3. Were you hoping for Euphorbia polychroma? I agree it is a much more desirable plant than loosestrife. Your other blossoms look great too.

    ReplyDelete
  4. Peonies. Ah, you are a lucky girl.

    ReplyDelete
  5. You have some great triumphs, especially the peony. And you are where every gardener winds up: contemplating moving stuff that you had planted and it's just not in the right space. In my garden almost everything got moved after the first or second year.

    ReplyDelete
  6. Holley - I had to laugh when hubby brought me a 'bouquet' of peonies. I knew something was up!

    TS - I actually have another 4 or so dahlias that aren't blooming. This particular tuber was so large that finding storage space was difficult. Finally I just potted it up so it's had months more growing time than the other plants.

    Melanie - that was exactly what I thought it was!! Should have paid attention to the leaves as that would have tipped me off but I just threw it in the ground and didn't think twice.

    Tufa - I am lucky. They came with the house and I haven't put any effort into them at all.

    Laurrie - It's funny, even as I'm planting up other beds I'm questioning the placement and thinking about putting the plants elsewhere. Seems being indecisive is part of gardening!

    ReplyDelete
  7. Not indecisive, thoughtfully plotting and planning. And we learn as we go.

    ReplyDelete
  8. What a lovely spot you have on PEI. I'm a displaced Newfie living in Lunenburg Co NS. I have a very modest veggie plot in a community garden and my ever expanding shade garden at home. My hands are always dirty!

    ReplyDelete
  9. Diana - Try as I might to be thoughtful about my plantings it seems I can't help but change my mind as soon as the plant goes in the ground. Perhaps over time I'll be more comfortable making decisions on how to place things.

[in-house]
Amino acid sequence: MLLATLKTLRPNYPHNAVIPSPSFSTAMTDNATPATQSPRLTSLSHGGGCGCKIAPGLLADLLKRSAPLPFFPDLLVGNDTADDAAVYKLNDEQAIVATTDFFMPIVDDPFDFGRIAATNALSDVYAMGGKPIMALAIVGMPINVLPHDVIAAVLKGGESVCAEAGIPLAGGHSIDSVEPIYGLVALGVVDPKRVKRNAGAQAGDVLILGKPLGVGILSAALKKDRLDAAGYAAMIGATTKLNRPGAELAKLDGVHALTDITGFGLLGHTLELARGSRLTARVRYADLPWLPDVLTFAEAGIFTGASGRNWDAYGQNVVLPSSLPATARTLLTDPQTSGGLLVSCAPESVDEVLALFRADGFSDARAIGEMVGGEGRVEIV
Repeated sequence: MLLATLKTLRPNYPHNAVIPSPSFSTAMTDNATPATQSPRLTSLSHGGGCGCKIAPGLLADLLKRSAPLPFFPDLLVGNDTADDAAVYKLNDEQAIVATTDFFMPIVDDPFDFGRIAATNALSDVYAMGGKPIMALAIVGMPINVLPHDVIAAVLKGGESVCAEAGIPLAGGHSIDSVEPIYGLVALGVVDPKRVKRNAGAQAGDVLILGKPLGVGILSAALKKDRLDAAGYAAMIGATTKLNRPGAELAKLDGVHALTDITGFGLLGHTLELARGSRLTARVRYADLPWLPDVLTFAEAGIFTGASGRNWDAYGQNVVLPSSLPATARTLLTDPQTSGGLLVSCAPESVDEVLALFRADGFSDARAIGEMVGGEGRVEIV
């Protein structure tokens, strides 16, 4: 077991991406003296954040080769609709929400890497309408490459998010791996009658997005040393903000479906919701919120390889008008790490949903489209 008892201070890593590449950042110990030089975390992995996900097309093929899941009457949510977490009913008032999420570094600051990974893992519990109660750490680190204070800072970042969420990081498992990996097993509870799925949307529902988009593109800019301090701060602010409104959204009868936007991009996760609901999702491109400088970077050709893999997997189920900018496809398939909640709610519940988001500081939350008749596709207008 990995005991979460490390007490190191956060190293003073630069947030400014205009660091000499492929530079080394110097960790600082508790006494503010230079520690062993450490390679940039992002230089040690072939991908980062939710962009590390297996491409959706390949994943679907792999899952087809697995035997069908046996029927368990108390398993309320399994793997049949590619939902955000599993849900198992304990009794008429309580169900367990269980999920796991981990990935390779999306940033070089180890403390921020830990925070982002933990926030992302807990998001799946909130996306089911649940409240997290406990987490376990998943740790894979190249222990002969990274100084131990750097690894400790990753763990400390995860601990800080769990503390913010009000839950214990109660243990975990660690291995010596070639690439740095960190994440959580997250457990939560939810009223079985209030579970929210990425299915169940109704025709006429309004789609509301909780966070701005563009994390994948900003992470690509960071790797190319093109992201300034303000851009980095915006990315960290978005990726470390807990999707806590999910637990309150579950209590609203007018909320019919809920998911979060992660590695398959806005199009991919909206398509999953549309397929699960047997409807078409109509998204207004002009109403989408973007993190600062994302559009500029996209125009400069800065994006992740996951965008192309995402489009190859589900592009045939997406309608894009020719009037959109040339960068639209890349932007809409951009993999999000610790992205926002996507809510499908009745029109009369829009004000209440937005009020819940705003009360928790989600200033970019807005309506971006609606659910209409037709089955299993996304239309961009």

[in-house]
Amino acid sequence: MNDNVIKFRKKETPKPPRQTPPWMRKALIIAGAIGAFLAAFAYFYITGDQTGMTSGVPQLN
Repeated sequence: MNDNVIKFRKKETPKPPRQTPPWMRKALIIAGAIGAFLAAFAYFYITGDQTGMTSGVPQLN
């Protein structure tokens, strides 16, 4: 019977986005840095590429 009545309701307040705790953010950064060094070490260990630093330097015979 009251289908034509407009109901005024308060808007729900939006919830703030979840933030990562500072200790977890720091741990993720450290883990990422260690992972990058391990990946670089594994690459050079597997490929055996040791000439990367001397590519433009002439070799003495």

Welcome Sandy! Nice to hear from another 'local' person. I'm completely new to the maritimes so I've got lots to learn about the climate here, not to mention what to grow and how to grow it.

    Greggo - LOL, I've got love for the weed whacker, it's made some chores around here much easier. We just need to be more adept at using it properly!

    ReplyDelete
  10. Hi Marguerite,
    That pink peony is so pretty. I am glad at least some blooms survived the weed whacker! I am not a fan of that yellow loosestrife either. I already have enough invasive plants, thank you very much. Planting up the yellow dahlia tuber looks to have been a great idea. What a nice treat to have blooms this early.

    ReplyDelete
  11. Jennifer - the peonies have been fleeting this year. Cut down by machinery and then days later knocked down in the rain. Lucky there are pictures to remind us.

    ReplyDelete
  12. I love your yellow dahlia - and smiled at your comments about the lysimachia. I have some Lysimachia cletheroides that produces stunning white plumes and has lovely leaves, but boy does it travel... You have some great colour going on, and you will be able to move the plants around the apple tree in the Autumn.

    ReplyDelete
  13. Janet - I wonder is that the gooseneck loosestrife? I've seen photos of that plant and thought it looked really lovely but heard it wandered a lot. Having a few plants that wander is okay but having too many could get wildly out of control. The plume poppy alone keeps me busy. I'm still digging up strays that got left in the old bed when it moved.

    ReplyDelete